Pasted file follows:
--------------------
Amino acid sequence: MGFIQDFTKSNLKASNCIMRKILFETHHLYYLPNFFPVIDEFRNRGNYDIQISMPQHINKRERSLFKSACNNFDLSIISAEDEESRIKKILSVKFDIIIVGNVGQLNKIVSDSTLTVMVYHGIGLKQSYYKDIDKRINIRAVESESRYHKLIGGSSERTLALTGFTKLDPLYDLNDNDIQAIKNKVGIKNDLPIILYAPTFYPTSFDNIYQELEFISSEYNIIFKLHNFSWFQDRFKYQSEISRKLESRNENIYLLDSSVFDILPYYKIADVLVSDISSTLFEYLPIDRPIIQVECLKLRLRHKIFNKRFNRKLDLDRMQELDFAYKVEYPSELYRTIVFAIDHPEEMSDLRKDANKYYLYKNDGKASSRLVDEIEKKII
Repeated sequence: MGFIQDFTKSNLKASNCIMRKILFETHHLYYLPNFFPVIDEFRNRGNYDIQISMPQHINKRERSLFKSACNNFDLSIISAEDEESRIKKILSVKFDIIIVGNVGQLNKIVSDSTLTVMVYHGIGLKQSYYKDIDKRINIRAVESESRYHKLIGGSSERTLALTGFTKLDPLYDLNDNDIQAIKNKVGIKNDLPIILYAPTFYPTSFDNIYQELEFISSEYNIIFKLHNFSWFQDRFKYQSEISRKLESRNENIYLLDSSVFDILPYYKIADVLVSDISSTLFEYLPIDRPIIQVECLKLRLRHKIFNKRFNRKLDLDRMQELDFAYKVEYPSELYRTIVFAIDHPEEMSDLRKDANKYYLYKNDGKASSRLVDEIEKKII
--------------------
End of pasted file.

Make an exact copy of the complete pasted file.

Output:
Amino acid sequence: MGFIQDFTKSNLKASNCIMRKILFETHHLYYLPNFFPVIDEFRNRGNYDIQISMPQHINKRERSLFKSACNNFDLSIISAEDEESRIKKILSVKFDIIIVGNVGQLNKIVSDSTLTVMVYHGIGLKQSYYKDIDKRINIRAVESESRYHKLIGGSSERTLALTGFTKLDPLYDLNDNDIQAIKNKVGIKNDLPIILYAPTFYPTSFDNIYQELEFISSEYNIIFKLHNFSWFQDRFKYQSEISRKLESRNENIYLLDSSVFDILPYYKIADVLVSDISSTLFEYLPIDRPIIQVECLKLRLRHKIFNKRFNRKLDLDRMQELDFAYKVEYPSELYRTIVFAIDHPEEMSDLRKDANKYYLYKNDGKASSRLVDEIEKKII
Repeated sequence: MGFIQDFTKSNLKASNCIMRKILFETHHLYYLPNFFPVIDEFRNRGNYDIQISMPQHINKRERSLFKSACNNFDLSIISAEDEESRIKKILSVKFDIIIVGNVGQLNKIVSDSTLTVMVYHGIGLKQSYYKDIDKRINIRAVESESRYHKLIGGSSERTLALTGFTKLDPLYDLNDNDIQAIKNKVGIKNDLPIILYAPTFYPTSFDNIYQELEFISSEYNIIFKLHNFSWFQDRFKYQSEISRKLESRNENIYLLDSSVFDILPYYKIADVLVSDISSTLFEYLPIDRPIIQVECLKLRLRHKIFNKRFNRKLDLDRMQELDFAYKVEYPSELYRTIVFAIDHPEEMSDLRKDANKYYLYKNDGKASSRLVDEIEKKII